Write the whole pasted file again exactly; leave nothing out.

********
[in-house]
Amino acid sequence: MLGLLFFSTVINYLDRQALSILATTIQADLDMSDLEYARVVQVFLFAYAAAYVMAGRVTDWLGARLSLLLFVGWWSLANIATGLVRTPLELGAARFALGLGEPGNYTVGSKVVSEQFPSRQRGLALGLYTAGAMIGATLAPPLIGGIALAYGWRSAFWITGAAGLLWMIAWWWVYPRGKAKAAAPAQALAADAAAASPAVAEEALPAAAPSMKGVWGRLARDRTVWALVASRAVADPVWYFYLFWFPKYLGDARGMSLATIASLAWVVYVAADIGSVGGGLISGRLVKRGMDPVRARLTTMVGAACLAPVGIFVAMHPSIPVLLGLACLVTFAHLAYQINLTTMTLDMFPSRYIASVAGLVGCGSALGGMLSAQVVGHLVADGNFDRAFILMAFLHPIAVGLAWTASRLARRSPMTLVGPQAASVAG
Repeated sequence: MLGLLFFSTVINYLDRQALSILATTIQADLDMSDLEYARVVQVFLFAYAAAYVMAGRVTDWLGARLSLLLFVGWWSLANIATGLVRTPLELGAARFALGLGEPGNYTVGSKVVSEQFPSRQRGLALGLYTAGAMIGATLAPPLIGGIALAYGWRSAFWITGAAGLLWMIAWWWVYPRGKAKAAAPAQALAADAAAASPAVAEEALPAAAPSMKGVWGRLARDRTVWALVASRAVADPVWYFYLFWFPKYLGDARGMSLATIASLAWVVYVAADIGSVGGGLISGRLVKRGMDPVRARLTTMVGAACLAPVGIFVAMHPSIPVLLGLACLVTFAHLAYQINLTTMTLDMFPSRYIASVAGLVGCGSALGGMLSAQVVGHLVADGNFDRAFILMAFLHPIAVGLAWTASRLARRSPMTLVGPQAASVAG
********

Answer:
[in-house]
Amino acid sequence: MLGLLFFSTVINYLDRQALSILATTIQADLDMSDLEYARVVQVFLFAYAAAYVMAGRVTDWLGARLSLLLFVGWWSLANIATGLVRTPLELGAARFALGLGEPGNYTVGSKVVSEQFPSRQRGLALGLYTAGAMIGATLAPPLIGGIALAYGWRSAFWITGAAGLLWMIAWWWVYPRGKAKAAAPAQALAADAAAASPAVAEEALPAAAPSMKGVWGRLARDRTVWALVASRAVADPVWYFYLFWFPKYLGDARGMSLATIASLAWVVYVAADIGSVGGGLISGRLVKRGMDPVRARLTTMVGAACLAPVGIFVAMHPSIPVLLGLACLVTFAHLAYQINLTTMTLDMFPSRYIASVAGLVGCGSALGGMLSAQVVGHLVADGNFDRAFILMAFLHPIAVGLAWTASRLARRSPMTLVGPQAASVAG
Repeated sequence: MLGLLFFSTVINYLDRQALSILATTIQADLDMSDLEYARVVQVFLFAYAAAYVMAGRVTDWLGARLSLLLFVGWWSLANIATGLVRTPLELGAARFALGLGEPGNYTVGSKVVSEQFPSRQRGLALGLYTAGAMIGATLAPPLIGGIALAYGWRSAFWITGAAGLLWMIAWWWVYPRGKAKAAAPAQALAADAAAASPAVAEEALPAAAPSMKGVWGRLARDRTVWALVASRAVADPVWYFYLFWFPKYLGDARGMSLATIASLAWVVYVAADIGSVGGGLISGRLVKRGMDPVRARLTTMVGAACLAPVGIFVAMHPSIPVLLGLACLVTFAHLAYQINLTTMTLDMFPSRYIASVAGLVGCGSALGGMLSAQVVGHLVADGNFDRAFILMAFLHPIAVGLAWTASRLARRSPMTLVGPQAASVAG